This graph shows an x-y scatter plot of the established portland cement concrete (PCC) coefficient of thermal expansion (CTE) from the Long-Term Pavement Performance (LTPP) data versus the average PCC CTE values noted from past references. The x-axis shows the average CTE for each aggregate type gathered from a literature review, and the y-axis shows the predicted CTE corresponding to each dataset. The solid diamonds represent the average determined from all LTPP data by aggregate type. The hollow squares represent the average CTE by aggregate type obtained from literature. There is a total of nine points under each category. There is also a line of equality, and the data points are concentrated along the line of equality.

Figure 204. Graph. Comparison of average values from other sources and recommended CTE values based on aggregate type from LTPP data.

CTE Model 2: CTE Based on Mix Volumetrics (Level 2 Equation for MEPDG)

A step-wise linear regression analysis that considered all PCC variables, which performed within a 5 to 10 percent confidence limit, showed that CTE was most sensitive to aggregate types basalt, dolomite, limestone, and quartzite, as well as to coarse aggregate weight, coarse aggregate specific gravity, and cement content. This demonstrates the influence of mix volumetrics and aggregate type on the predicted CTE values. This validated the approach of developing a model that uses the CTE of individual components with a weighted average by their volumetric proportions.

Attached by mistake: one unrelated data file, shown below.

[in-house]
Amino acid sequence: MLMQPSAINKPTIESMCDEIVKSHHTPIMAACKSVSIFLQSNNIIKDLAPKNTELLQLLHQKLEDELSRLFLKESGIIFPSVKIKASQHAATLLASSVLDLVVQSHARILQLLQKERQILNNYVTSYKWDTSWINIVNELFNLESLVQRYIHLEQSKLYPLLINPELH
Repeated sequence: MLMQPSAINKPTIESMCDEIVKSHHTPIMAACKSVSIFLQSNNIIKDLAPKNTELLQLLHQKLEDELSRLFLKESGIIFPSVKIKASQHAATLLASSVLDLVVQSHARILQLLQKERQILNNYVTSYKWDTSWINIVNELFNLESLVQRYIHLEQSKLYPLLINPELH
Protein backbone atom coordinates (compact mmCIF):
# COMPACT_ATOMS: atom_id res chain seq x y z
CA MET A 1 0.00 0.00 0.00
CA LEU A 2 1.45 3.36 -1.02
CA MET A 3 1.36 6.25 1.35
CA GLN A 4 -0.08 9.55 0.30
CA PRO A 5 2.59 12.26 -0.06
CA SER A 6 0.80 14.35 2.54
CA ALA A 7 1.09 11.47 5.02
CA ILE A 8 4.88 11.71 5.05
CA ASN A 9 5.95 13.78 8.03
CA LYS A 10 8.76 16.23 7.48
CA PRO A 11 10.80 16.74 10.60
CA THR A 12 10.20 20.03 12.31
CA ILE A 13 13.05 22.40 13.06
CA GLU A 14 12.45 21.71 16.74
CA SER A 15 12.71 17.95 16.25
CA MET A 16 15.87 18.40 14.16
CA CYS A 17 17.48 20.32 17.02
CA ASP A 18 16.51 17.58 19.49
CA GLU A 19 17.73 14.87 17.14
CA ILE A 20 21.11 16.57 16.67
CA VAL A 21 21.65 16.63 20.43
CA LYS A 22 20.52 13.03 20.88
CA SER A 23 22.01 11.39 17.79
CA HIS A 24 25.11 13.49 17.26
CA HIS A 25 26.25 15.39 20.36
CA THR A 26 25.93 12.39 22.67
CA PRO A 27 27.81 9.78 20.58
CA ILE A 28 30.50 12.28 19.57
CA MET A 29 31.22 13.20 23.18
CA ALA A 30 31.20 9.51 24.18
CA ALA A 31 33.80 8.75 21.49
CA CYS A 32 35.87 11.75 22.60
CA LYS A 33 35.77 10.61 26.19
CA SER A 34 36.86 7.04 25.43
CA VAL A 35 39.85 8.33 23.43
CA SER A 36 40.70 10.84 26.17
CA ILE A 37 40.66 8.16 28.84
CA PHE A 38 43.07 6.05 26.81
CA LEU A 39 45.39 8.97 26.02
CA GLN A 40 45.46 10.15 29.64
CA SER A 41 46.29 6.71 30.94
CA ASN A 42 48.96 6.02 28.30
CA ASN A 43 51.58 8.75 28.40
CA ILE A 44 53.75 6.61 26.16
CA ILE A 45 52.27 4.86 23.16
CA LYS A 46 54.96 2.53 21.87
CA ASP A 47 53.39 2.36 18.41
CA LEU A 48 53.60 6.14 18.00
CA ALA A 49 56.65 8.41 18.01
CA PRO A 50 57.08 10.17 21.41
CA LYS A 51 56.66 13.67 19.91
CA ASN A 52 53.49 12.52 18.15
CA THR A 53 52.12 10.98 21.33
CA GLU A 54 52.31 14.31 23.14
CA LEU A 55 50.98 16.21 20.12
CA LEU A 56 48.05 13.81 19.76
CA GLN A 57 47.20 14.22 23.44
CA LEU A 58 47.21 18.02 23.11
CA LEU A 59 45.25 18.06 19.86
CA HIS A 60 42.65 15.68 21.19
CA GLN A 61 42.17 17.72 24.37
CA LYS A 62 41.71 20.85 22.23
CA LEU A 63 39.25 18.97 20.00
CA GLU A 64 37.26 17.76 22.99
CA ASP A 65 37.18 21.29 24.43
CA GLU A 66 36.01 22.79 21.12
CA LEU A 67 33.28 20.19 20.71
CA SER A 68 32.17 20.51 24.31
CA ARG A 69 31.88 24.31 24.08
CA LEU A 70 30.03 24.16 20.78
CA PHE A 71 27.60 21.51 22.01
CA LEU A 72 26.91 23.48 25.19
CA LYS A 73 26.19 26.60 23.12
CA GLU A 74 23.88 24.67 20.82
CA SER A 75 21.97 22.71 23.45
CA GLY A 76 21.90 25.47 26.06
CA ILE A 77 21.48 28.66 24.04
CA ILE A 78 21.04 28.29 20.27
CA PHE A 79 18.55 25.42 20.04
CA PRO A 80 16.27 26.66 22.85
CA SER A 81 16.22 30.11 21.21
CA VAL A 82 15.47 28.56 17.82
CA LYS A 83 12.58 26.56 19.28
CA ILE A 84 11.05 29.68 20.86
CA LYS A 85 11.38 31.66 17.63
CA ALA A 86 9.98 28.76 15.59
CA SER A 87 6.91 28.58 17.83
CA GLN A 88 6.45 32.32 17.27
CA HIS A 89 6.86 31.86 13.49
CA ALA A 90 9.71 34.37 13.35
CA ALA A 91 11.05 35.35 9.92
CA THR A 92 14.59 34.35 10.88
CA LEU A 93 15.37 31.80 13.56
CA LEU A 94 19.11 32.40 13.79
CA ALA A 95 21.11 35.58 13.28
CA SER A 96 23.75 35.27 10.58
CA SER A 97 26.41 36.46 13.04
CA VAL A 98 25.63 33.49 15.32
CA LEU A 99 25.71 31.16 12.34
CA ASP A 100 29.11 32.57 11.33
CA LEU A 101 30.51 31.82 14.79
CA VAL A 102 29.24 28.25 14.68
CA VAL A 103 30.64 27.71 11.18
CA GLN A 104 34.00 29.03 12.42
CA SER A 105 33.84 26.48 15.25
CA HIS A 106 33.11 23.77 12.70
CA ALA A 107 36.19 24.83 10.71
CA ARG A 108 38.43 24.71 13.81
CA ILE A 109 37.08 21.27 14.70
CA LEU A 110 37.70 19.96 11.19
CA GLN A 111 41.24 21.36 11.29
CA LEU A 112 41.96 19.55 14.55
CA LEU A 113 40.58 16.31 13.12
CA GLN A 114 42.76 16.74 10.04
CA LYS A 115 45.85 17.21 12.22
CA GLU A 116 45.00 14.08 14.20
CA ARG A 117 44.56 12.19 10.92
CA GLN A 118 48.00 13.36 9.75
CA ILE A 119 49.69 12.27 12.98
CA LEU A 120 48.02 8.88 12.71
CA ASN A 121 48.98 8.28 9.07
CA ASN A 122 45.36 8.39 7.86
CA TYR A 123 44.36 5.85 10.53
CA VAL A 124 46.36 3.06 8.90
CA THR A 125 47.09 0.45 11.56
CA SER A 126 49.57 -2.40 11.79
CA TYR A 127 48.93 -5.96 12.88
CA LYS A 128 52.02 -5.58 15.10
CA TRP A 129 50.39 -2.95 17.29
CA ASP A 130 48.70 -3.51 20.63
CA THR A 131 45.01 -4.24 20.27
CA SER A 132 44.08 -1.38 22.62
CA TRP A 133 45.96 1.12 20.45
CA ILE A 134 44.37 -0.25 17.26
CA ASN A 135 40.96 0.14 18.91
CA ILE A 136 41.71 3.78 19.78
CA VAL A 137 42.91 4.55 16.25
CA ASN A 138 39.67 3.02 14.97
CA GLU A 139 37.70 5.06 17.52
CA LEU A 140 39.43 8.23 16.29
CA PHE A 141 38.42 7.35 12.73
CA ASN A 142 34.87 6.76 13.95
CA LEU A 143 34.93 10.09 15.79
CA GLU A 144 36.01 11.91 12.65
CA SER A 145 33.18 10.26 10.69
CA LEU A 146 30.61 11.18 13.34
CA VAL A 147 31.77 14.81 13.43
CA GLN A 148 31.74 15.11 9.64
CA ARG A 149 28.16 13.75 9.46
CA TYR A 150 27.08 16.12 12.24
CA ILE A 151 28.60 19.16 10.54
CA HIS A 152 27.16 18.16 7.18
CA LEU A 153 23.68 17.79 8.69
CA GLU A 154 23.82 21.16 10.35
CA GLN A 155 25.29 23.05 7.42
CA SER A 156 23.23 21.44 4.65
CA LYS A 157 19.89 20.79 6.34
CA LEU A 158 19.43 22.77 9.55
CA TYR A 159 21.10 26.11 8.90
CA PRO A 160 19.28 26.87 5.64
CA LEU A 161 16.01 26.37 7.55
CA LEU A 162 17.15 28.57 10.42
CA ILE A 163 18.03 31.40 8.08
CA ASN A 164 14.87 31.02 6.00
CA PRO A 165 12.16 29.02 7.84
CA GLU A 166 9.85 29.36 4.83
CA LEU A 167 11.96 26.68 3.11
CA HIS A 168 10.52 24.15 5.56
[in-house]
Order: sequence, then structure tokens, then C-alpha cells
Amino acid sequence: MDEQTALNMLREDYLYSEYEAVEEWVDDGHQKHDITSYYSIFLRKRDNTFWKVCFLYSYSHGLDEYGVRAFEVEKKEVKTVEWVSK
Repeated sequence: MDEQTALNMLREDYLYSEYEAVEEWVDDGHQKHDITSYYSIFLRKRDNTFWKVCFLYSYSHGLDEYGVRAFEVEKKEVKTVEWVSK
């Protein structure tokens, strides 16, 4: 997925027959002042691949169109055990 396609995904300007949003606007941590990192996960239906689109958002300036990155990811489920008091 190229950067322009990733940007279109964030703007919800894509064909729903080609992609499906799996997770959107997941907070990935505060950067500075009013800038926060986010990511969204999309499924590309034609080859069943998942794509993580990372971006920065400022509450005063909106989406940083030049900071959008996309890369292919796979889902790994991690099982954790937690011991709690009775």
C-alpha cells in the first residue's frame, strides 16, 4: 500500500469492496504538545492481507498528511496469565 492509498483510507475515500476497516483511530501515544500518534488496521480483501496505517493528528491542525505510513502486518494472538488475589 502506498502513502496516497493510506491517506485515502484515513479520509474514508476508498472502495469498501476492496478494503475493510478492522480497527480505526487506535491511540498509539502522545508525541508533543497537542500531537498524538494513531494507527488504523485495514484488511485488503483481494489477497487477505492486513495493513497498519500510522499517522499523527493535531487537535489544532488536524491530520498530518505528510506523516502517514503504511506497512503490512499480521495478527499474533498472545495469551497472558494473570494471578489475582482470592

Volume proportions of each component of the PCC mix were computed using the mix proportioning and mix design data, specifically the amount of each component and the specific gravity. The specific gravities of the coarse and fine aggregates were included in the LTPP database. Air content information was available for only 72 of the 91 cases. Verification for the volumetric proportion calculation showed that for most of the sections, the volumetric proportions summed up closely to 1.0. The average was 1.007, and all values were between 0.93 and 1.08. However, two data points with extremely large coarse aggregate contents (greater than 2,700 lb/yd3) resulted in total volume proportions greater than 1.3, which were suspect data. With the deletion of these data points, the average value was 0.998.